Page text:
The differences are natural, beneficial and even essential to a democracy. And the Executive branch is responsible for the very balance of these differences in decision-making and in defining government strategies, not being the intention of the regulatory framework proposed to replace the role of decision-making bodies in the implementation.

What is pursued, nevertheless, is an implementation in a more transparent and participatory way, whith politicl choices being made closer to the Brazilian society and its complex and multiple interests. Moreover, the establishment of a legal procedural framework for implementing WTO dispute settlement decisions in Brazil would increase legal security and predictability regarding future cases and challenges.

Therefore, in a prospective manner, with these steeps suggested for a procedure defining the implementation path we believe that a more democratic and inclusive procedure could be drawn regarding the definition of the path to implement WTO dispute settlement decisions in Brazil. Through this procedure, international rule of law and public sphere can meet reinforcing democratic values internationally and domestically.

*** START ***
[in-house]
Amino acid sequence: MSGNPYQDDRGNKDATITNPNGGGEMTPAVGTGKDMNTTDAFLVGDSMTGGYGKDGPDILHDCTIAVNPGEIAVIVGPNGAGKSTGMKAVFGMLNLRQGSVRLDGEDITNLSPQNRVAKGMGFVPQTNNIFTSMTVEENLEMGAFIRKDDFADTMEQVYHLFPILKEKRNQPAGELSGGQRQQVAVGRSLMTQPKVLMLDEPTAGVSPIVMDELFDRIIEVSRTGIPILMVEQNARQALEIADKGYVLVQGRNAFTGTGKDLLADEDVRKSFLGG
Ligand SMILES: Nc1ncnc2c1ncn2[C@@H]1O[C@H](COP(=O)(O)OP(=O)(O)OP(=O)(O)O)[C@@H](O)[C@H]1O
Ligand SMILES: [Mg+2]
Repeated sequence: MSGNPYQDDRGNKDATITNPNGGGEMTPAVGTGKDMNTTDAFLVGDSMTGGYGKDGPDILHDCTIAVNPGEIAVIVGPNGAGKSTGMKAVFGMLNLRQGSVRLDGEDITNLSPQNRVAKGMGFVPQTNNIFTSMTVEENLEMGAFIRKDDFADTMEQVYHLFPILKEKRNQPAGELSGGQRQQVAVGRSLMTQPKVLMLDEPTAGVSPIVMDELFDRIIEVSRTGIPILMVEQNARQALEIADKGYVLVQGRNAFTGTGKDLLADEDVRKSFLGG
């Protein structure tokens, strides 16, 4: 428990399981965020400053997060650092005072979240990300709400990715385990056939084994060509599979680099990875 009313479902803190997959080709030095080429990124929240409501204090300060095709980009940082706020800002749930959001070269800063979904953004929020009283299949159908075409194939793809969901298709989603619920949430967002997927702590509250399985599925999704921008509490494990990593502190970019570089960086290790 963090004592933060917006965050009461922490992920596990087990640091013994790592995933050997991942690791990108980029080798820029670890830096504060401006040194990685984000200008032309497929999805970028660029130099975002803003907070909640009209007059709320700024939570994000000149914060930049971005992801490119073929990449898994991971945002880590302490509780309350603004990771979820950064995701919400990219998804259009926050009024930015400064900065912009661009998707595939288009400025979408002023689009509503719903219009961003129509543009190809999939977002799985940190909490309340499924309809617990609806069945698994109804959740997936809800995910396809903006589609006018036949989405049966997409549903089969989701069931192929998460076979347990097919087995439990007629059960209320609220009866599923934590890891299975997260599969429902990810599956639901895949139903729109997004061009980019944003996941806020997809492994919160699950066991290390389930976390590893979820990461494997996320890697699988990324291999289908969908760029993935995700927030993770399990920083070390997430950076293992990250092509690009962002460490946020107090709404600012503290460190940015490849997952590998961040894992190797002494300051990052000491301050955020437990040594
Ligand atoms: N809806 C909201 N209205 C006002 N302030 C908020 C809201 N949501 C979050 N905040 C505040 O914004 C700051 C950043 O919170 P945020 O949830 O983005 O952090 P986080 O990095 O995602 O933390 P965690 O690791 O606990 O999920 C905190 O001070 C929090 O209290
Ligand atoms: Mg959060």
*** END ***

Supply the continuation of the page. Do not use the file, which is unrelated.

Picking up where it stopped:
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1As specificities of the dispute settlement system of the WTO in relation to other adjudicatory procedures of dispute settlement in international law, we may mention: (i) the relationship between the adjudicatory bodies and the DSB in dispute resolution; (Ii) the strong presence of the negotiation aspect in the procedure, either at the stage of consultations or during other stages of the procedure; (iii) and the "open" character of the resulting decisions of this mechanism, leaving a "discretion space" to be completed by the implementing member.

2This negative consensus is embodied in the reversal of the consensus rule expressed in Article 2.4 of DSU, that is, it is considered that the DSB has made a decision, unless there is consensus to not take the decision. This is the way decisions such as the establishment of a panel, adoption of panels and Appellate Body Reports and authorization to retaliate are taken.

3It should be noted that the relation between DSB and pannles and Appelate Body remains as a historical aspect of the passage from GATT to WTO. The existence of the control - more theoretical than practical - from DSB over adjudicative bodies decisions, therefore, does not have the power to obstacle recognition of the adjudicatory nature of the WTO Dispute Settlement System (ABI-SAAB, 2010-2011, p. 13).